After the launch a number of problems were experienced.

Shaft slip:

The first was leaking of the starbord shaft log as soon as the engine was run up. This turned out to be caused by a slipage of the shaft forward in the thrust bearing which was of a taper lock type. The immediate fix on this was to cut an access hatch in the deck above the shaft log and adjust the dripless bearing bellows compression. The longer term fix was very difficult. I was not able to pull the shaft back from the taper lock. To prevent further sliping I used a collar around the saft that bore on the taper lock mount in the main bearing. To get back the clearance needed for the prop hub which was jamed tight against the shaft strut I unbonded the thrust bearings and shimmed them back with some high density polypropelene. One unfortuante side effect of this was the the cantilever from the shaft bearing to the pully was now about 3/4" more than designed and probably about 2" more than if I had designed it correctly in the first place.


Starting out 600lb heavy. This was due to insufficient attention to more minor components in the weight calculations, The extra wood for the aluminium joint supports, the bolts for the joint, the bolts for the primary stucture connections. I also ignored the foam for the bunks.. those things are heavy. perhaps 300 lbs of this was epoxy slop mostly for bonding the core I suspect. Anyway like many multihulls with optimistic designers she came in significantly overweight.

First fix attempt was to add an additional 1000lbs bouyance in some wedges on the bottom of the hulls. This added 6 " of draft as well up now to 18". The weight of the additional bouyancy structure added another 300 lbs.

So now she is sitting about 900 lbs over design weight put floating not to bad. I now proceeded to complete up the interior and add in some of those bits and pieces that all boats aquire. At the end of the day she is now about 1500lbs over design weight and with a full load of fuel would have about 25% less reserver bouyancy than originally designed.

Serious concerns about sturctural loads now that the boat is already 20% over design weight.

Serious concerns about seaworthyness with the 25% less reserve bouyancy.

Power train:

From the get go there were tension problems on the belts. Difficult to get enough tension to prevent tooth jump. Compounding that issue was belt allignment. The Rube Goldberg tension adjusters where the two belts met never worked well. If you got enough tension the alignment would be wrong and the idler shaft would walk in its bearings, once jumping right out, other times the belts walked off the pulleys, other times they broke.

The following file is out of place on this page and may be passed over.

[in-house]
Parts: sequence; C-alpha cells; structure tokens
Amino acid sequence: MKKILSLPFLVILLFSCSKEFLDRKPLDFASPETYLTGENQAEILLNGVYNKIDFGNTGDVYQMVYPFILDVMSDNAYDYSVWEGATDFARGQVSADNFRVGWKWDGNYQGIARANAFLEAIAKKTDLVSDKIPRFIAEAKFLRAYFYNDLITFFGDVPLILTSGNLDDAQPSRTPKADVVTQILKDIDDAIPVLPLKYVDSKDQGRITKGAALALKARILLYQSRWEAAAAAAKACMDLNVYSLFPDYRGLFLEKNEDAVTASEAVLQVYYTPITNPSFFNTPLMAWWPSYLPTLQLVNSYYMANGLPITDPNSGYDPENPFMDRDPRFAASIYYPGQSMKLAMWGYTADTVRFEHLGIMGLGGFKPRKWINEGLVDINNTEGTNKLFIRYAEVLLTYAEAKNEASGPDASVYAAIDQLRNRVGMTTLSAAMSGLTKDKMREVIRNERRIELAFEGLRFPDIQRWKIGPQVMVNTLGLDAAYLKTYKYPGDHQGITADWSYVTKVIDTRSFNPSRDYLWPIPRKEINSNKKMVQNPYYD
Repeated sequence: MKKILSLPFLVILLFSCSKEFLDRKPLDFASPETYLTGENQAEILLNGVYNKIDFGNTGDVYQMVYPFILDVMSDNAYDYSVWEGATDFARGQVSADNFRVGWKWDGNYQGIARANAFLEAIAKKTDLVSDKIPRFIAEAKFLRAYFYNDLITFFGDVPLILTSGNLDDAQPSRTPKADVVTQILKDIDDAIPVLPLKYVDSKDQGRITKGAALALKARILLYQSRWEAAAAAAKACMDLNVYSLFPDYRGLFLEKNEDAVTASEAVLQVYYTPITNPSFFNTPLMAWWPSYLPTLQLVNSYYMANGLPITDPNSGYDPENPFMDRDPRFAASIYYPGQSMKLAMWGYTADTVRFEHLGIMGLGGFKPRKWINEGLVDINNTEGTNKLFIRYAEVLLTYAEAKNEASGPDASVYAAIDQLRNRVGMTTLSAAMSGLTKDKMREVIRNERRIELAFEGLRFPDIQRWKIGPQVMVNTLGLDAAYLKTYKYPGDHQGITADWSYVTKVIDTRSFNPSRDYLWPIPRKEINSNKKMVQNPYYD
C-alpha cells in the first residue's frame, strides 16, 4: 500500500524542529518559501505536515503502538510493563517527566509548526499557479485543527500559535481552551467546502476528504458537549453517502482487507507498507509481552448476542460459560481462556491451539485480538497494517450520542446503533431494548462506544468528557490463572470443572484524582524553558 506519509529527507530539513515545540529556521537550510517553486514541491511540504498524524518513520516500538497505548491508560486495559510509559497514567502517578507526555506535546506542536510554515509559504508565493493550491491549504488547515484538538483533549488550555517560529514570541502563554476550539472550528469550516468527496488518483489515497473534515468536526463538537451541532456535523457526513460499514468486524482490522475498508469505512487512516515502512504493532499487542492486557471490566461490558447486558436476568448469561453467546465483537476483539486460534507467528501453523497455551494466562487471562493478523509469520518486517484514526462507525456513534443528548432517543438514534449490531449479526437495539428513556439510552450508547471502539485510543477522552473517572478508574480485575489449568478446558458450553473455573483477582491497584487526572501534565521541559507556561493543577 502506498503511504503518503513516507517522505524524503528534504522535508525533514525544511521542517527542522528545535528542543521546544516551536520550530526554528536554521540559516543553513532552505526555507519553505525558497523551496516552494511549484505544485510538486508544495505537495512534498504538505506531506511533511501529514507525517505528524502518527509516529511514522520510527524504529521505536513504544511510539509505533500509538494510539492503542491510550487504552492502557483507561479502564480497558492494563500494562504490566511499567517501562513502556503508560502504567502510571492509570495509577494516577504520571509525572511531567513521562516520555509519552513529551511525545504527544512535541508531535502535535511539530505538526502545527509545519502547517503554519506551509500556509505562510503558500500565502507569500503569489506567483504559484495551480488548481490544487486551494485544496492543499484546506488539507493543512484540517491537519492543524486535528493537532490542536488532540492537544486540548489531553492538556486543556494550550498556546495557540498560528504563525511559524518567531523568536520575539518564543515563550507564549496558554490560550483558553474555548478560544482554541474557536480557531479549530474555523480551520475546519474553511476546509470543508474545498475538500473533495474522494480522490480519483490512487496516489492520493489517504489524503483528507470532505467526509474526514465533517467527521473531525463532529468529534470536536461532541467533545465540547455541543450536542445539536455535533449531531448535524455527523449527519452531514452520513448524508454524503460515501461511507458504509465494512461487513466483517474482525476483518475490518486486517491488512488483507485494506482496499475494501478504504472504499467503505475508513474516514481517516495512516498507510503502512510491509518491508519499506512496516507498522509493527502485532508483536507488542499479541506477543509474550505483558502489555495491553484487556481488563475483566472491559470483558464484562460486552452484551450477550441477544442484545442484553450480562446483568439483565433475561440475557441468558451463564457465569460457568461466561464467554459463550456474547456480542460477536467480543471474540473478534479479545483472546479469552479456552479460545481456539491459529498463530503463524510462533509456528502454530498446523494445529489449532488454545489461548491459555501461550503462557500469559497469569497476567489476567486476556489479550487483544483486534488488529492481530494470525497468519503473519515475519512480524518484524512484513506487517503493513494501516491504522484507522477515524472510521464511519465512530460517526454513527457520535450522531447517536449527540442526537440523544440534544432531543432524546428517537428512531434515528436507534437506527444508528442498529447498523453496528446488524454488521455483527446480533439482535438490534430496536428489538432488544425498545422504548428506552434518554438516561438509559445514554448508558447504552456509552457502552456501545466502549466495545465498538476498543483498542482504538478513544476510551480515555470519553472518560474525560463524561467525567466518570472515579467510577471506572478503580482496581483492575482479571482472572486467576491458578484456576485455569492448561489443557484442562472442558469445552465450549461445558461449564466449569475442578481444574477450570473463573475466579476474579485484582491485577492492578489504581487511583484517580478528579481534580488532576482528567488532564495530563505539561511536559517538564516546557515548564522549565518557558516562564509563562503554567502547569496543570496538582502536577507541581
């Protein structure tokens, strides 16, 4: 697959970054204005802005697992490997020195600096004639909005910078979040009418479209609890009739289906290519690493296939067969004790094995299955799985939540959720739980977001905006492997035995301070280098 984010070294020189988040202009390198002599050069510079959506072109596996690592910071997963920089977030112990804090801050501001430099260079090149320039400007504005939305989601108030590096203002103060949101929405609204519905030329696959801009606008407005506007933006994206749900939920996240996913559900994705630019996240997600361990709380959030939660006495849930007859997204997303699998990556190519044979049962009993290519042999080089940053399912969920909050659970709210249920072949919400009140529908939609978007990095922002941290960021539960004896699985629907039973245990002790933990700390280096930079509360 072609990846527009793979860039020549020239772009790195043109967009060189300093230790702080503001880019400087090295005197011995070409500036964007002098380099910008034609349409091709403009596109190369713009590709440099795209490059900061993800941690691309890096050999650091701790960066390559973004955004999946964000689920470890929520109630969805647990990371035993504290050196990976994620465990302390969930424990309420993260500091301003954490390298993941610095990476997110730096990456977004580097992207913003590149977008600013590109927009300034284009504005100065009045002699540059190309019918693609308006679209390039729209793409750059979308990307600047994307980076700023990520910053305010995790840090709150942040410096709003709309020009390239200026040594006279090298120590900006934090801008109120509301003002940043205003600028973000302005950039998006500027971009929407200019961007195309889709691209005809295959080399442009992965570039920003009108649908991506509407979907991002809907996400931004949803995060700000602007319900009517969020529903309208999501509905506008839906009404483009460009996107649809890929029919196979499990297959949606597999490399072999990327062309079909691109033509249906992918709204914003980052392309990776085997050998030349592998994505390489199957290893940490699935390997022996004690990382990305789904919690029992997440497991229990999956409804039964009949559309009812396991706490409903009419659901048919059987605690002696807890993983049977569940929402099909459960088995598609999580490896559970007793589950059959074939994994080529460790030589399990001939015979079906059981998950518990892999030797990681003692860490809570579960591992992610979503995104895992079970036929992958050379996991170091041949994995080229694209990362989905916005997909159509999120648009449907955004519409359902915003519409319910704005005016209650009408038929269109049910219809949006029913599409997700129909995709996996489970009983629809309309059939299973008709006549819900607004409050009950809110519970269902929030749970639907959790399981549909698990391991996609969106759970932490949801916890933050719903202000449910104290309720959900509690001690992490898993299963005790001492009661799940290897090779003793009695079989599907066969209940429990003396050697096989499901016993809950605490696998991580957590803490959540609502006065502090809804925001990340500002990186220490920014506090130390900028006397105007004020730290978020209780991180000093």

On top of that the engine was not developing top RPMs ... She was over propped for the design RPM. No problem bought some smaller pulleys for the idler shaft. Re-alligned it all again. 'Gear' ratio is now 1.85:1 instead of 1.5:1 . One side effect is a need for increased belt tension. So we are now using increased belt tension and a really big shaft canteliver. After about 20 hours of running in the middle of Georgia Straight we broke a shaft. Having enough experience from past joys, managed to get back to the harbour with help from a trailed bucket for steering.

Reverse and close quarters control:

This never really worked. When it was all tuned up after many efforts she could get about 1/2kn in reverse at 2000 RPMs. Even at that she had a port walk. There was no neutral available. Mostly these issues were a result of the design of the reverse bucket to use lighweight push pull cables. Powered control would have allowed reverse and neutral.


While I never completed the sound insulation noise was always a problem and would have continued to be one. What type designer mounts a diesel engine in the middle of the cabin sole on a lightweight structure without full floating vibrations mounts. ( designer: I could not use full floating mounts due to the need to maintain belt tension. The engine would not fit in the hulls. )

What to do! : She needs new hulls and a lot more displacement. While the wave piercers seemed to work fine, I am tired of the experimental work on the boat. At the end of the day I want a reliable long range crusier and for me the end of the day is about 5 months from now. I will build new hulls with conventional beam connections and mount the cabin on top of that.

The engine is going down into one of the hulls. This will get the noise out and make a nice bit of extra space in the head.

Conventional hydraulic drive. Complete with forward, neutral, reverse. The jet drives are gone. I will use the existing tunnel drives and shafts and props.

More fuel tankage for all of this extra weight, tanks will be in the hulls.

Interior wise it is a great workable cabin. Only change planned is to put in a table where the spare double berth is. It will still fold down to a double but the convience of a regular table is needed.

Here is what she will look like:

Copyright © 2004 Tony Bigras.